How to stop autoplay video ads in Chrome, Firefox and Internet Explorer [Tip]

YouTube adHere on the web, there are many ways to make money. The most popular way is for a website to sign up to an advertising agency and run ads. The website owner doesn’t have to do much work at all; just sit back and watch the highest bidder automatically win an ad block on a page for every page visit. All of that is controlled behind the scenes by the advertising network that usually takes roughly a 40% pay cut from your overall earnings. For advertisers it’s easy too: just sign up to the same ad agencies and the agency works as the middle man joining the advertiser and the publishers to work together.

Depending on what advertising agency you sign up to will depend on what kind of ads you can show on your website. Often it’s the highest paying advertisements that website subscribers and viewers like yourselves don’t want to see. Two perfect examples of those include the pop-up ads and the video ads.

One of the main problems with the online advertising industry as it stands today is the ads are taking too long to load on a page and that hinders the overall browsing experience. That problem should be fixed in the near future as our hardware and processors become more powerful and can handle the requests far more efficiently. A fair example of that is my small Microsoft Surface tablet handling page loads better than my parents 15 year-old 2 ton desktop computer.

When it comes to the most annoying ads, the pop-up or pop-under would probably have to win that award due to it getting in your way. And the ones that pop under are incredibly cheeky and do a pretty good job at making us feel like they are taking us for a fool. Next on the list would be video ads that automatically start playing when you visit a webpage. It’s not so much the graphic content that’s annoying, but the fact that they are considerably slower to load than a standard banner ad. On top of that, video uses the most bandwidth and data out of all ads. It’s no different from if you were to download a movie torrent in comparison to one of your favorite music albums. The movie’s going to have a larger file because of the additional graphical nature of the way a video works.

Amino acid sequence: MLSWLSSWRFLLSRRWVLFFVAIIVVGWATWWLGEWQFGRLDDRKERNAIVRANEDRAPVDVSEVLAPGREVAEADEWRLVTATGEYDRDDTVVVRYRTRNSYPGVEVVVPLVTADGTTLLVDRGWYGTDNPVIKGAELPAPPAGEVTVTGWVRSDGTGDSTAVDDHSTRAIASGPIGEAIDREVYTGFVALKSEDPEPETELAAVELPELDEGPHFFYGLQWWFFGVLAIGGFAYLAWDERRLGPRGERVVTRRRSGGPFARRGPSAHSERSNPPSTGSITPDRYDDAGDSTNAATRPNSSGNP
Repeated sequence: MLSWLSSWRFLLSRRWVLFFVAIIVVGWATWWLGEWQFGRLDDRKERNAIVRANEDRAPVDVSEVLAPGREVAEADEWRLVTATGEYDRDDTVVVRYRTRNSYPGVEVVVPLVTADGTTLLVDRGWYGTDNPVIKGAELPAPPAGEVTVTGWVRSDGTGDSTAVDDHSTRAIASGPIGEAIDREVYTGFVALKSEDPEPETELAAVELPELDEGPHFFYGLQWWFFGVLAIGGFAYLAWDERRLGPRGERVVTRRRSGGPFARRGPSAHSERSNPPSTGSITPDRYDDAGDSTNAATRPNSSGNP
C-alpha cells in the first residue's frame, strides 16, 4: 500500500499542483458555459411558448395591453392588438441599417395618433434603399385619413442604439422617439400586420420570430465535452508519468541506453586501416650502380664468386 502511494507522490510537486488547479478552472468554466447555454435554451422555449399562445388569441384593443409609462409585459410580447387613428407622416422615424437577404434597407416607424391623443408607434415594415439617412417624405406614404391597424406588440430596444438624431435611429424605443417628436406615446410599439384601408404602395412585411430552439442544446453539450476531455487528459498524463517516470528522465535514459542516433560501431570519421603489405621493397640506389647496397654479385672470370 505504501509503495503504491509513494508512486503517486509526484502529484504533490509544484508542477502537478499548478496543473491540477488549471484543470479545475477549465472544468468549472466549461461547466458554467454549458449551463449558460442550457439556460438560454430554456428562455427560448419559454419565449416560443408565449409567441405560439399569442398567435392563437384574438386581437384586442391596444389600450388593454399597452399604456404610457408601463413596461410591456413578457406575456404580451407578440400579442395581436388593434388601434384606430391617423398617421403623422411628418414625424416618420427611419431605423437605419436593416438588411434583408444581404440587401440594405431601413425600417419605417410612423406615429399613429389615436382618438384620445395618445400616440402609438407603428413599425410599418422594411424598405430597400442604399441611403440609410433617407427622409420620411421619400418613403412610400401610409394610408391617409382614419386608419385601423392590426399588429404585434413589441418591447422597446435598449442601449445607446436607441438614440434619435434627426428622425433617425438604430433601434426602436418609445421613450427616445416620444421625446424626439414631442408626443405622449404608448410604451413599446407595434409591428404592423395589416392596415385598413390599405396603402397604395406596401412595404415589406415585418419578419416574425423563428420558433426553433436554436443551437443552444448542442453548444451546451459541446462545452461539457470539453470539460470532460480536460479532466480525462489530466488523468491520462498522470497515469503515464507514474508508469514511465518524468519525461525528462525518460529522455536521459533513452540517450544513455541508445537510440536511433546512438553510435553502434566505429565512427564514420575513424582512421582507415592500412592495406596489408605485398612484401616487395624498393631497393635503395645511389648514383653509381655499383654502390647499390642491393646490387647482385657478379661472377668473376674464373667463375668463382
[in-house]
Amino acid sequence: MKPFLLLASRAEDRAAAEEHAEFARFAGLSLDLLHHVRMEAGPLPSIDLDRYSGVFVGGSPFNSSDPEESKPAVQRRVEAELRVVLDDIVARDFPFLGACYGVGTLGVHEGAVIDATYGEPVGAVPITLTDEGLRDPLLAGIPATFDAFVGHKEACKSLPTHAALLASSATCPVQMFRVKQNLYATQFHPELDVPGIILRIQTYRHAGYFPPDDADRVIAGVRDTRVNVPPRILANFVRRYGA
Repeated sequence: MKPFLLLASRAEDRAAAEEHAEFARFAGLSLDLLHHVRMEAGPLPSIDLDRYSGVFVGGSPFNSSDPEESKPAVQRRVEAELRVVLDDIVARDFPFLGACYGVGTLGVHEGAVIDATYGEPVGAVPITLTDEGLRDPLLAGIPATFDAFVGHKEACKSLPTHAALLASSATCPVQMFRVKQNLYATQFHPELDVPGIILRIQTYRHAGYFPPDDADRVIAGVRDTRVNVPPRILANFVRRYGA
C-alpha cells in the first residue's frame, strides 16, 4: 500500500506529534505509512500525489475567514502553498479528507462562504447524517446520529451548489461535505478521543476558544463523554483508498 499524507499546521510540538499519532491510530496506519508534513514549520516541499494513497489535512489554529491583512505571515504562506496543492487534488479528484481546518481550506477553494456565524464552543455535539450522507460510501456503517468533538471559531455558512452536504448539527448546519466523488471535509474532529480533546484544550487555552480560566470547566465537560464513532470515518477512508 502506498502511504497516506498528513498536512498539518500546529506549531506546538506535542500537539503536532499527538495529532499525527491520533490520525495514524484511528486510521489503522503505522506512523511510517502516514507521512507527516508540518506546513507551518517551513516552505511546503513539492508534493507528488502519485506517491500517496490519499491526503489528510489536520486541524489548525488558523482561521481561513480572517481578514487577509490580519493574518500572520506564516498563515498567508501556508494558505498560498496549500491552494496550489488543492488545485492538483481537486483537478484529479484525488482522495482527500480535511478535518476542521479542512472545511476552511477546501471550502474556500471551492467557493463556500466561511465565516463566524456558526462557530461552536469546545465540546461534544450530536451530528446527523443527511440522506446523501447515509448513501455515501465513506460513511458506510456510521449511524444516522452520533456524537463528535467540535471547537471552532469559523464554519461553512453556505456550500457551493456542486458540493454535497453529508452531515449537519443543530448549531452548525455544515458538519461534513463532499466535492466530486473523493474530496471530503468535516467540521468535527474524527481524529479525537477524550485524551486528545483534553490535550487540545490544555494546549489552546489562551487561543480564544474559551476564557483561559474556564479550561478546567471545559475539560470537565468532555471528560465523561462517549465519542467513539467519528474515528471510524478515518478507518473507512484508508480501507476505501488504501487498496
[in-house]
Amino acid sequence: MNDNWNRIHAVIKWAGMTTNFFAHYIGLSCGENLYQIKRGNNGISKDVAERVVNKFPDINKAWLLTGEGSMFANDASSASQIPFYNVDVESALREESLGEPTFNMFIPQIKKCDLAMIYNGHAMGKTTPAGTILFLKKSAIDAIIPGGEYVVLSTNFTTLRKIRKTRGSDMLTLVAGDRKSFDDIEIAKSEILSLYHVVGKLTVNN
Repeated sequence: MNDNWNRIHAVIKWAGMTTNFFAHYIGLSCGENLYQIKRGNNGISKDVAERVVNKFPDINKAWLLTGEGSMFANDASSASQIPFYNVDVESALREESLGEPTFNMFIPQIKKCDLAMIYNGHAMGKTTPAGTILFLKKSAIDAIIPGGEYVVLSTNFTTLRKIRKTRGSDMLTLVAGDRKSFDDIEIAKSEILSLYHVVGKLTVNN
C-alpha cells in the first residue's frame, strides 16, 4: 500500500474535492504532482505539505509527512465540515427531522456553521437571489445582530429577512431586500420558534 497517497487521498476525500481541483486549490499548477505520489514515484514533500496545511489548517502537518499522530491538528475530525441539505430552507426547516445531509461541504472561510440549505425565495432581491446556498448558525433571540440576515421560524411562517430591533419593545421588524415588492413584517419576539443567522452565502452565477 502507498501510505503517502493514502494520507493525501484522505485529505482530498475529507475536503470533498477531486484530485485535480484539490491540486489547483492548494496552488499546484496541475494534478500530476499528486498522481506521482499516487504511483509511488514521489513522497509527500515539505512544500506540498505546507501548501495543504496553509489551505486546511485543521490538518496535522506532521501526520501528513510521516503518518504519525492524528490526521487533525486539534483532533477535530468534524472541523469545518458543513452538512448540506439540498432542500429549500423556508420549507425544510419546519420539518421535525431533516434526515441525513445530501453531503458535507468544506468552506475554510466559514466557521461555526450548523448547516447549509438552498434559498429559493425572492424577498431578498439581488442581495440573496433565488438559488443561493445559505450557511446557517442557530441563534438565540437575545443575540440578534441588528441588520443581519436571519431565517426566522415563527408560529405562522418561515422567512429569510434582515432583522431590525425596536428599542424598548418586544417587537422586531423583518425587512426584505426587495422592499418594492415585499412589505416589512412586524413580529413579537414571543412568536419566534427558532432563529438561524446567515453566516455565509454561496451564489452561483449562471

Why do people show video ads on their websites you ask? Well, the reason is usually a simple one: they pay out greatly in comparison to many of the other ad units that are available to use. Most of the time you see those ads, the website owners have no idea what it is you are being shown, as it’s a running directly through an online ad network. Circumstances can vary online though, and we shouldn’t always be too quick to judge. If a website owner has been banned from one of the largest ad networks online such as the Google platform, they might have no options but to try to make a living from ads they know are more annoying but do pay better than the only alternate options.  On the other hand, sometimes it’s evident that a wealthy website CEO is kicking back on his $10,000 computer and forgetting what a standard browsing experience is like for most of us regular folk out there with lesser equipment. The one exception to that would be Google and YouTube. You find video ads on YouTube not because Google isn’t intelligent enough to know what experience they give you, but rather the video ads on YouTube make for a good compromise between publishers and Google and making revenue.